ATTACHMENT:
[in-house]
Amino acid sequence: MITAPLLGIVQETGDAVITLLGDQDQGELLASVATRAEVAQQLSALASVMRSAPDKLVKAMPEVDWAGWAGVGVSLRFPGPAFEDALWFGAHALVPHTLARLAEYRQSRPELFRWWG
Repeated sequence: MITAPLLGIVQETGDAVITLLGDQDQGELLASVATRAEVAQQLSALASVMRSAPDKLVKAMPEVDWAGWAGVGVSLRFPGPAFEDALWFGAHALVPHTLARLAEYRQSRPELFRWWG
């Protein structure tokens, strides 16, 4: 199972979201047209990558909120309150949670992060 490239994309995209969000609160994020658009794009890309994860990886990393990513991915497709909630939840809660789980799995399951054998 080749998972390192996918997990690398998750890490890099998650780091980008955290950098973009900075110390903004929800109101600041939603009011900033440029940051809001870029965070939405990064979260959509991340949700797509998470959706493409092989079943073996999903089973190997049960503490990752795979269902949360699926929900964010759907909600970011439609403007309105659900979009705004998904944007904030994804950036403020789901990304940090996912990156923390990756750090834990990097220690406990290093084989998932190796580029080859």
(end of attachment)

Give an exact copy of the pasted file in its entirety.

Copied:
[in-house]
Amino acid sequence: MITAPLLGIVQETGDAVITLLGDQDQGELLASVATRAEVAQQLSALASVMRSAPDKLVKAMPEVDWAGWAGVGVSLRFPGPAFEDALWFGAHALVPHTLARLAEYRQSRPELFRWWG
Repeated sequence: MITAPLLGIVQETGDAVITLLGDQDQGELLASVATRAEVAQQLSALASVMRSAPDKLVKAMPEVDWAGWAGVGVSLRFPGPAFEDALWFGAHALVPHTLARLAEYRQSRPELFRWWG
């Protein structure tokens, strides 16, 4: 199972979201047209990558909120309150949670992060 490239994309995209969000609160994020658009794009890309994860990886990393990513991915497709909630939840809660789980799995399951054998 080749998972390192996918997990690398998750890490890099998650780091980008955290950098973009900075110390903004929800109101600041939603009011900033440029940051809001870029965070939405990064979260959509991340949700797509998470959706493409092989079943073996999903089973190997049960503490990752795979269902949360699926929900964010759907909600970011439609403007309105659900979009705004998904944007904030994804950036403020789901990304940090996912990156923390990756750090834990990097220690406990290093084989998932190796580029080859």